`Recalling distance events may help forget disturbing things`
Washington: Want to forget a recent tragedy?
Recall your experience of a foreign vacation, as scientists
say remembering about a distance event may help forget
something happened in the recent past.
A team of scientists from the University of North
Carolina and Florida State University found that it`s hard to
remember something happened in the recent past when your mind
drifts and the effect is stronger when your mind drifts
According to them, context is important to remember
someting and if one leaves the place where a memory was made,
or the context, it will be harder for you to recall the
Previous studies had also found that thinking about
something else -- daydreaming or mind-wandering -- blocks
access to memories of the recent past.
For their study, the researchers carried out two
experiments. In the first one, each participant looked at a
list of words as they appeared on a computer screen, one at a
Then they were told to think either about home -- where
they`d been that morning -- or about their parents` house --
where they hadn`t been in several weeks. Next, the subjects
were shown a second list of words.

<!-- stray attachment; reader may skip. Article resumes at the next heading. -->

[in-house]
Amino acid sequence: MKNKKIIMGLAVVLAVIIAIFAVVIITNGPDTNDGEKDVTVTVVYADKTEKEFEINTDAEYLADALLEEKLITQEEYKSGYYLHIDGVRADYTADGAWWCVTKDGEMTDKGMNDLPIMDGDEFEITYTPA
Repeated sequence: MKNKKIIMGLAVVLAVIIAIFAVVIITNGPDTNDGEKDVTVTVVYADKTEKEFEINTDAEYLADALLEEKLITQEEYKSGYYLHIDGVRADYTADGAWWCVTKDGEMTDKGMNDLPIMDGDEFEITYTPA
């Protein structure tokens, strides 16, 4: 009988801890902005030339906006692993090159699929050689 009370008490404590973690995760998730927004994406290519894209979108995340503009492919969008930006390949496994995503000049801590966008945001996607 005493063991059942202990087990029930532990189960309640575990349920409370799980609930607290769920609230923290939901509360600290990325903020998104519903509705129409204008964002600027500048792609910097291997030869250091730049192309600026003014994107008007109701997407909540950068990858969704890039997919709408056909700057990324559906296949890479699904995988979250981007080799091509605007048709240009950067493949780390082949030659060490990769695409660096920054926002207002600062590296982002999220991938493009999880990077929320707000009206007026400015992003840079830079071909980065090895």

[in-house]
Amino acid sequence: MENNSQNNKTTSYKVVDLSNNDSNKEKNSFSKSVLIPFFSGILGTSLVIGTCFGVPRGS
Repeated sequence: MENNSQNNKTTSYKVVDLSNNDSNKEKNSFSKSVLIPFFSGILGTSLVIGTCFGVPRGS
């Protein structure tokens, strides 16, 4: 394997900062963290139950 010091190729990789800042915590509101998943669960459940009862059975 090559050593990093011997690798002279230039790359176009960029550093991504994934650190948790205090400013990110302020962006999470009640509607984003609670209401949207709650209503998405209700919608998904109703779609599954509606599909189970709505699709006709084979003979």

At the end of the test, they had to recall as many of the
words from the two lists as possible.
Participants who had thought about the place they`d been
only a few hours before remembered more of the words from the
first list than did participants who had thought back several
The same was true for memories about place, tested in a
second experiment. Those who thought about a vacation within
the US remembered more words than those who thought about a
According to the researchers, one practical application
of the research might be for people who want to forget about
"If there`s something you don`t feel like thinking about,
you`re better off remembering a more distant event than a
close event, to try to put it out of your mind for a while,"
said Peter F Delaney of the University of North Carolina.
"It can help you feel like you`re in a different
The study is published in Psychological Science, a
journal of the Association for Psychological Science.